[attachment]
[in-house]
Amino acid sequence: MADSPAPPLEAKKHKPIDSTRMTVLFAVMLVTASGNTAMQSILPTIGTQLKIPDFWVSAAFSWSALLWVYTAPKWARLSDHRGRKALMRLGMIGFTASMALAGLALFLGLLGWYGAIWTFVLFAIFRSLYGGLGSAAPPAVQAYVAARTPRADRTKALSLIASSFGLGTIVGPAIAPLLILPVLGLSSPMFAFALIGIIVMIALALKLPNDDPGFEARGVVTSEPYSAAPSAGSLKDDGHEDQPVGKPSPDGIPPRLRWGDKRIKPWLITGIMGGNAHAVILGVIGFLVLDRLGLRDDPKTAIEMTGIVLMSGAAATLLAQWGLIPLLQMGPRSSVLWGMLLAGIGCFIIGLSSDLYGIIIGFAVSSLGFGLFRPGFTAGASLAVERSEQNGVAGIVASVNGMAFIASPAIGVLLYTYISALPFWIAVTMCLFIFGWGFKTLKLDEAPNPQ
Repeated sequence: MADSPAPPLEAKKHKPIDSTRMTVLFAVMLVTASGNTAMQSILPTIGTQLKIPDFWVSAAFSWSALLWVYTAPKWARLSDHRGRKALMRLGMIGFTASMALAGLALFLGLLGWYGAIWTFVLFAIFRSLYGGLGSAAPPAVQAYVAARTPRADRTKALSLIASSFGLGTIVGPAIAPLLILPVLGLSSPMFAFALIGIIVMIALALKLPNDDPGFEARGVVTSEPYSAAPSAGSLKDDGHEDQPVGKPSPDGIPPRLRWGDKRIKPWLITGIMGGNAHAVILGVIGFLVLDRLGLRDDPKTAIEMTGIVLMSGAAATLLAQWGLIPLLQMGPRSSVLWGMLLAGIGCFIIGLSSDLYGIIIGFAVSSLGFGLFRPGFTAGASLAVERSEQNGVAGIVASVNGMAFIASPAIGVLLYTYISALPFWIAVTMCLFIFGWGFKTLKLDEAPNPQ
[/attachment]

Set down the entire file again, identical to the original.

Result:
[in-house]
Amino acid sequence: MADSPAPPLEAKKHKPIDSTRMTVLFAVMLVTASGNTAMQSILPTIGTQLKIPDFWVSAAFSWSALLWVYTAPKWARLSDHRGRKALMRLGMIGFTASMALAGLALFLGLLGWYGAIWTFVLFAIFRSLYGGLGSAAPPAVQAYVAARTPRADRTKALSLIASSFGLGTIVGPAIAPLLILPVLGLSSPMFAFALIGIIVMIALALKLPNDDPGFEARGVVTSEPYSAAPSAGSLKDDGHEDQPVGKPSPDGIPPRLRWGDKRIKPWLITGIMGGNAHAVILGVIGFLVLDRLGLRDDPKTAIEMTGIVLMSGAAATLLAQWGLIPLLQMGPRSSVLWGMLLAGIGCFIIGLSSDLYGIIIGFAVSSLGFGLFRPGFTAGASLAVERSEQNGVAGIVASVNGMAFIASPAIGVLLYTYISALPFWIAVTMCLFIFGWGFKTLKLDEAPNPQ
Repeated sequence: MADSPAPPLEAKKHKPIDSTRMTVLFAVMLVTASGNTAMQSILPTIGTQLKIPDFWVSAAFSWSALLWVYTAPKWARLSDHRGRKALMRLGMIGFTASMALAGLALFLGLLGWYGAIWTFVLFAIFRSLYGGLGSAAPPAVQAYVAARTPRADRTKALSLIASSFGLGTIVGPAIAPLLILPVLGLSSPMFAFALIGIIVMIALALKLPNDDPGFEARGVVTSEPYSAAPSAGSLKDDGHEDQPVGKPSPDGIPPRLRWGDKRIKPWLITGIMGGNAHAVILGVIGFLVLDRLGLRDDPKTAIEMTGIVLMSGAAATLLAQWGLIPLLQMGPRSSVLWGMLLAGIGCFIIGLSSDLYGIIIGFAVSSLGFGLFRPGFTAGASLAVERSEQNGVAGIVASVNGMAFIASPAIGVLLYTYISALPFWIAVTMCLFIFGWGFKTLKLDEAPNPQ